1:30 p.m. – lunch

The guests invited for lunch would gather in the Apostolic Palace before 1:30 p.m. John Paul II greeted them and led to a chapel for a moment of prayer; the chapel was revisited after the meal. When Fr. Stanisław Dziwisz saw the guests off, the pope once again became immersed in prayer.

3:00-4:30 p.m. – reading books

“We had a rota: one day I was reading to the pope, and the other day it was Sr. Eufrozyna,” says Archbishop Mokrzycki. The pope would lie down on his bed with his eyes half-closed.

The pope could not catch up with reading all the books he received from individuals or publishing houses. Whenever he got new books, also during the Wednesday audiences, he immediately separated them into groups: some went to the library, others to the office, and still others were set aside for the holiday time in Castel Gandolfo. There was also a special pile of books for the Ursuline sister Emilia Ehrlich.

“She was not employed at the Vatican. She came to the Holy Father each Monday and familiarised him with abstracts of a few books. This prompted a short dialogue between them. She drew the pope’s attention to some aspects and clarified them, while the pope asked for details,” remembers Archbishop Mokrzycki.

5:00 p.m. – signing documents

After the book-reading time, the Holy Father recited the Vespers. Later he signed another batch of documents, around 30-40 of them, e.g. episcopal nominations.

6:00-7:30 p.m. – audiences

The afternoon audiences were attended by the inner circle of John Paul II’s collaborators. On Mondays and Thursdays – the Secretary of State. On Tuesdays – the Substitute (head of the General Affairs Section at the Secretariat of State). On Wednesdays – the Vatican minister of foreign affairs. On Friday – Cardinal Joseph Ratzinger, Prefect of the Congregation for the Doctrine of the Faith. On Sundays – the Prefect for the Congregation for Bishops.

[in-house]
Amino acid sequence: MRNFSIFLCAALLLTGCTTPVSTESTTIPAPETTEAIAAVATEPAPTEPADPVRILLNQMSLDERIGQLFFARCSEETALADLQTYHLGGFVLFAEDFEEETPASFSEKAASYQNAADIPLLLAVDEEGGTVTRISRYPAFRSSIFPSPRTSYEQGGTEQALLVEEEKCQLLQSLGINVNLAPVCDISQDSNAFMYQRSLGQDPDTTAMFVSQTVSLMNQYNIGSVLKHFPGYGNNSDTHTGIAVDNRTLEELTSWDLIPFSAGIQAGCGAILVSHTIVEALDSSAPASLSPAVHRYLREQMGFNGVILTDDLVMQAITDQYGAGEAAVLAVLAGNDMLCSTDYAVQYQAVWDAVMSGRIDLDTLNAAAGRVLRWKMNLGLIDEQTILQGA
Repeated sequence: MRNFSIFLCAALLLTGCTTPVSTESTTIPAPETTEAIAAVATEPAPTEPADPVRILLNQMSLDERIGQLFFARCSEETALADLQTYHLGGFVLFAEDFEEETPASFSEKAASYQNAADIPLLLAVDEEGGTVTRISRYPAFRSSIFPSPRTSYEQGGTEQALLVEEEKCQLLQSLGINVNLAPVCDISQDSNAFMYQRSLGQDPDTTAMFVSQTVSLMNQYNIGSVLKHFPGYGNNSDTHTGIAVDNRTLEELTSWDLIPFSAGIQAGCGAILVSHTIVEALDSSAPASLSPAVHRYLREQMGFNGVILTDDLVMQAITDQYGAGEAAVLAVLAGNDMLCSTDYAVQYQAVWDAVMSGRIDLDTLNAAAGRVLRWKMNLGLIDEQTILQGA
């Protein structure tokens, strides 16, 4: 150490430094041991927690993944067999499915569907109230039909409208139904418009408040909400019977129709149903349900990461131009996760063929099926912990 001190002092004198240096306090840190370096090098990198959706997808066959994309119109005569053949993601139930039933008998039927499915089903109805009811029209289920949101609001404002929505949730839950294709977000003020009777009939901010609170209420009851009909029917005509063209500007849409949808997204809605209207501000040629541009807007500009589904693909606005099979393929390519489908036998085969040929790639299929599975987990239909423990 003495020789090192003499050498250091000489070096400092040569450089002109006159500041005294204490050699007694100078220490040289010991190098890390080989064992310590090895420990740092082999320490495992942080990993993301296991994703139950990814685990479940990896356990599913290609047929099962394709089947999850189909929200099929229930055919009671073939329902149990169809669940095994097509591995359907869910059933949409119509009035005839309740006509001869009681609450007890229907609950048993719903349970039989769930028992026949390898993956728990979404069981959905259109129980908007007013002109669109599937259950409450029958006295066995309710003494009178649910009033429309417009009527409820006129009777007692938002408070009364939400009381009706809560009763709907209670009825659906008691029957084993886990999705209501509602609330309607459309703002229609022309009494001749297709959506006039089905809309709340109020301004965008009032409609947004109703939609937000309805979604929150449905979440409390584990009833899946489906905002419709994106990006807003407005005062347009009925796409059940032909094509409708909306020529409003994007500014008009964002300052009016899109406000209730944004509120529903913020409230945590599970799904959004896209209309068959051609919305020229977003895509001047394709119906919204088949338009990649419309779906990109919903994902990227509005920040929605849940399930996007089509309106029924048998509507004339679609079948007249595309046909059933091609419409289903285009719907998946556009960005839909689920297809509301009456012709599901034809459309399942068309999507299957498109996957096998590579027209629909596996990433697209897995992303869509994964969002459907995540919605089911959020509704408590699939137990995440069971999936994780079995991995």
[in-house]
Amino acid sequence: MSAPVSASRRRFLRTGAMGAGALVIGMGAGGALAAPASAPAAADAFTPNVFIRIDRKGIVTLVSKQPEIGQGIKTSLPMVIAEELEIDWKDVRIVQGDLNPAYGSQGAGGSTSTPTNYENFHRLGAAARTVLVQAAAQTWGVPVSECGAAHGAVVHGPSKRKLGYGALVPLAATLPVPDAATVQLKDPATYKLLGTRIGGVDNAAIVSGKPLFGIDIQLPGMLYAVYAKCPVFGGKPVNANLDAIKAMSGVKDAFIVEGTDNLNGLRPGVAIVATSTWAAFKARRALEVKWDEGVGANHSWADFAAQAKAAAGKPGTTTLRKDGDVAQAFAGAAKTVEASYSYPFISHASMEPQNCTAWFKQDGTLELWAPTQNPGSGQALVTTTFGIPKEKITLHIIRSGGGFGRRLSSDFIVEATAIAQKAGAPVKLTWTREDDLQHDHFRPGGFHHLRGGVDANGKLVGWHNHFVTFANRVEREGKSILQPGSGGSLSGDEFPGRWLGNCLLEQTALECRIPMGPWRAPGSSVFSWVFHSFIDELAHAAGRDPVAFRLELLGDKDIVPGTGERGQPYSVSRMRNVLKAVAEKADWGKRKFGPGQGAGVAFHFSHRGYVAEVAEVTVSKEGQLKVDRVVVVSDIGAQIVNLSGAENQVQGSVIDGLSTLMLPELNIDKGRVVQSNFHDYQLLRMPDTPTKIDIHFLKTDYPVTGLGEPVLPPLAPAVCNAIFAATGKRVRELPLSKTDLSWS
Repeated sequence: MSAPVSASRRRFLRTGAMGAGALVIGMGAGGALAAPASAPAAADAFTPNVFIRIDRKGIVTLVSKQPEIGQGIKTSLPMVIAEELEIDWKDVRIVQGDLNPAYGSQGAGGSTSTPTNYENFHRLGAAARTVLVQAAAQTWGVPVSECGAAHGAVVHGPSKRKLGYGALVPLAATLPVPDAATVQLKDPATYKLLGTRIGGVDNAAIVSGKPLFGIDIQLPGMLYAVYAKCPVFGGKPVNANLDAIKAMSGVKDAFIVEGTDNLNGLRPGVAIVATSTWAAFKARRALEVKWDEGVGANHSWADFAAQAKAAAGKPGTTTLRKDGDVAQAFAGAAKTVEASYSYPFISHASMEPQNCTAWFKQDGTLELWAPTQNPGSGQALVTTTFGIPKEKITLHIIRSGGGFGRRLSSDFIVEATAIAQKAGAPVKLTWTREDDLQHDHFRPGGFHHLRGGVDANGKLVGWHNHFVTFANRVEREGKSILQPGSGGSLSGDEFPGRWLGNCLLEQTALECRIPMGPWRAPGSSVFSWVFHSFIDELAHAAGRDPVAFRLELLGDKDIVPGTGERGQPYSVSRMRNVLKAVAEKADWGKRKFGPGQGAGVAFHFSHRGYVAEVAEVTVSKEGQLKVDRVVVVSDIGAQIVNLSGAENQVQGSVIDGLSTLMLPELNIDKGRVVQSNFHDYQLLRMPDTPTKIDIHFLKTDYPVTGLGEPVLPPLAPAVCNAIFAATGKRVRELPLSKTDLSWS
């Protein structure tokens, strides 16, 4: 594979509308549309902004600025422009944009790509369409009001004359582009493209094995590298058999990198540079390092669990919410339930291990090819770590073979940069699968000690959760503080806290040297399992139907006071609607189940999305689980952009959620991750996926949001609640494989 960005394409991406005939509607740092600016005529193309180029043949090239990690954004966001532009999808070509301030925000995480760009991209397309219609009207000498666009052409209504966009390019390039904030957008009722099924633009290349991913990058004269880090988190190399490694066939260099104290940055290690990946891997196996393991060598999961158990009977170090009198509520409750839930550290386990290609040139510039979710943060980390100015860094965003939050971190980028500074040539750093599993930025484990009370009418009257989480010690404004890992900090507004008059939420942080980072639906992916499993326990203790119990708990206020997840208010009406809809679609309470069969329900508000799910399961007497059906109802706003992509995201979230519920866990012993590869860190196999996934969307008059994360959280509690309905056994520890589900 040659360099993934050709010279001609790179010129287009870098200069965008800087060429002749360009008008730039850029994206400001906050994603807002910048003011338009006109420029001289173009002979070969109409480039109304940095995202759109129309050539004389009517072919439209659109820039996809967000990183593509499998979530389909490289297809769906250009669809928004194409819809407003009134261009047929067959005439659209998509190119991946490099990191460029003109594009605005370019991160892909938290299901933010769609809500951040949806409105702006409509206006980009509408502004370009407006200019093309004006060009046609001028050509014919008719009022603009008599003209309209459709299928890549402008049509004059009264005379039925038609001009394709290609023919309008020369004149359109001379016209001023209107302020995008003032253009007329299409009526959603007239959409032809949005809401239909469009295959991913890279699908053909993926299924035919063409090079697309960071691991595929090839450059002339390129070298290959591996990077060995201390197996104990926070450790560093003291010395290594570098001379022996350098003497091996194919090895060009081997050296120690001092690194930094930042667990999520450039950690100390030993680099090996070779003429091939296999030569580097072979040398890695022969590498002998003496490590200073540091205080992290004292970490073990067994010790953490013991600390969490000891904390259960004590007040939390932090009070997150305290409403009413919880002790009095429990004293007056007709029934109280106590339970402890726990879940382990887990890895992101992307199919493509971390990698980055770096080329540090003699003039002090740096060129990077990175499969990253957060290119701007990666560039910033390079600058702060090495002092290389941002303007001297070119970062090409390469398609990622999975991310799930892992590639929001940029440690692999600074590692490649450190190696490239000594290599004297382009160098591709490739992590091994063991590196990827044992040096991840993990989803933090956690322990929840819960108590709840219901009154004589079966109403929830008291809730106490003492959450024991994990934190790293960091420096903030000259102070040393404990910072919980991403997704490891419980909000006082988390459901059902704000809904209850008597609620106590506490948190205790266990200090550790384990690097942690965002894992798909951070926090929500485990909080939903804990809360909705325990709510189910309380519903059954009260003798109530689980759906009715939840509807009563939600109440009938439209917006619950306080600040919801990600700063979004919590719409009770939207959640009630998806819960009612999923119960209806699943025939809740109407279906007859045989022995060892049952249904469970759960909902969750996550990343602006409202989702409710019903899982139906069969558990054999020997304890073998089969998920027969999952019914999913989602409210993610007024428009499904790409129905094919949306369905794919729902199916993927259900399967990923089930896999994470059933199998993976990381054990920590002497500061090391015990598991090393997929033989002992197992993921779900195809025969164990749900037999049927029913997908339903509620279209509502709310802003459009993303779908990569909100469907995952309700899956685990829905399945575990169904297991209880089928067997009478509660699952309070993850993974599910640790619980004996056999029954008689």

7:30 p.m. – dinner

9:00-10:30 p.m. – reading books

The Holy Father listened to books from a variety of topics, ranging from literature, through history to theology and dogmatics. When listening to a book on dogmatics he would often say: “Let us move on to the next chapter.” When I was reading on, he would say: “I know this. Let us go on to the next chapter.” I suspect he knew much more than the authors and often did not find anything new in these texts, says Archbishop Mokrzycki.

10:30 p.m. – The Appeal of Jasna Góra

John Paul II, following Polish tradition, sang a brief hymn to Our Lady of Czestochowa at the close of the day. Called “The Appeal of Jasna Gora” and popularized internationally by the pope at World Youth Days, the hymn asks Mary’s intercession and pledges, “Mary, Queen of Poland, I am by Your side, I remember, I keep watch!”

John Paul II finished his day at around 11 p.m. “He opened the bedroom window and looked at Rome for a longer time. And then he made a blessing with the sign of the cross. I think it was a blessing for the entire world,” reminisces Archbishop Mokrzycki.

This article is reprinted from Aleteia’s Polish edition.